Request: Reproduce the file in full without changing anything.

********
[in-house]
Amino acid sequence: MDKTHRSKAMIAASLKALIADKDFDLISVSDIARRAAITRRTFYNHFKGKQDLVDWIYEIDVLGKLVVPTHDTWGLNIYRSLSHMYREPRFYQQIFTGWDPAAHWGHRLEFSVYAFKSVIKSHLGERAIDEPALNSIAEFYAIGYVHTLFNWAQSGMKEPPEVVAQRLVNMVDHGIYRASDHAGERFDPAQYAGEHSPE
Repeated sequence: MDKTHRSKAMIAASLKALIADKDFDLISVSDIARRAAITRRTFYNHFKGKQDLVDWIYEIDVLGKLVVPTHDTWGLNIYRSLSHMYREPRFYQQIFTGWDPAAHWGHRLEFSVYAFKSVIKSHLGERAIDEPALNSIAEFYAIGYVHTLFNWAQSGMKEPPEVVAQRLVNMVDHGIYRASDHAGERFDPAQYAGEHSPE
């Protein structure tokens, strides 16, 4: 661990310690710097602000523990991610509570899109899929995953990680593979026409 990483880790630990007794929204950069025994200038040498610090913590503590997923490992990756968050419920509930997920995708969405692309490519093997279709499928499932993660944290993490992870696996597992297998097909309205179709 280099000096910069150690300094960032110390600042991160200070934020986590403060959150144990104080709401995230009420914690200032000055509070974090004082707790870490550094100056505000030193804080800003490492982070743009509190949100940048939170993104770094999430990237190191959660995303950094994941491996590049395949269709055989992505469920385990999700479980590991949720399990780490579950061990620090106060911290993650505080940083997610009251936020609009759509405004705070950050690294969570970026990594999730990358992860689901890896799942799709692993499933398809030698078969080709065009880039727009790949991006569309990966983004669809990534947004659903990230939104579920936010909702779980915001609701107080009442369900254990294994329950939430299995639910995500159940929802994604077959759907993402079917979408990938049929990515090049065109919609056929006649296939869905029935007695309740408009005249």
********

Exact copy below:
[in-house]
Amino acid sequence: MDKTHRSKAMIAASLKALIADKDFDLISVSDIARRAAITRRTFYNHFKGKQDLVDWIYEIDVLGKLVVPTHDTWGLNIYRSLSHMYREPRFYQQIFTGWDPAAHWGHRLEFSVYAFKSVIKSHLGERAIDEPALNSIAEFYAIGYVHTLFNWAQSGMKEPPEVVAQRLVNMVDHGIYRASDHAGERFDPAQYAGEHSPE
Repeated sequence: MDKTHRSKAMIAASLKALIADKDFDLISVSDIARRAAITRRTFYNHFKGKQDLVDWIYEIDVLGKLVVPTHDTWGLNIYRSLSHMYREPRFYQQIFTGWDPAAHWGHRLEFSVYAFKSVIKSHLGERAIDEPALNSIAEFYAIGYVHTLFNWAQSGMKEPPEVVAQRLVNMVDHGIYRASDHAGERFDPAQYAGEHSPE
């Protein structure tokens, strides 16, 4: 661990310690710097602000523990991610509570899109899929995953990680593979026409 990483880790630990007794929204950069025994200038040498610090913590503590997923490992990756968050419920509930997920995708969405692309490519093997279709499928499932993660944290993490992870696996597992297998097909309205179709 280099000096910069150690300094960032110390600042991160200070934020986590403060959150144990104080709401995230009420914690200032000055509070974090004082707790870490550094100056505000030193804080800003490492982070743009509190949100940048939170993104770094999430990237190191959660995303950094994941491996590049395949269709055989992505469920385990999700479980590991949720399990780490579950061990620090106060911290993650505080940083997610009251936020609009759509405004705070950050690294969570970026990594999730990358992860689901890896799942799709692993499933398809030698078969080709065009880039727009790949991006569309990966983004669809990534947004659903990230939104579920936010909702779980915001609701107080009442369900254990294994329950939430299995639910995500159940929802994604077959759907993402079917979408990938049929990515090049065109919609056929006649296939869905029935007695309740408009005249």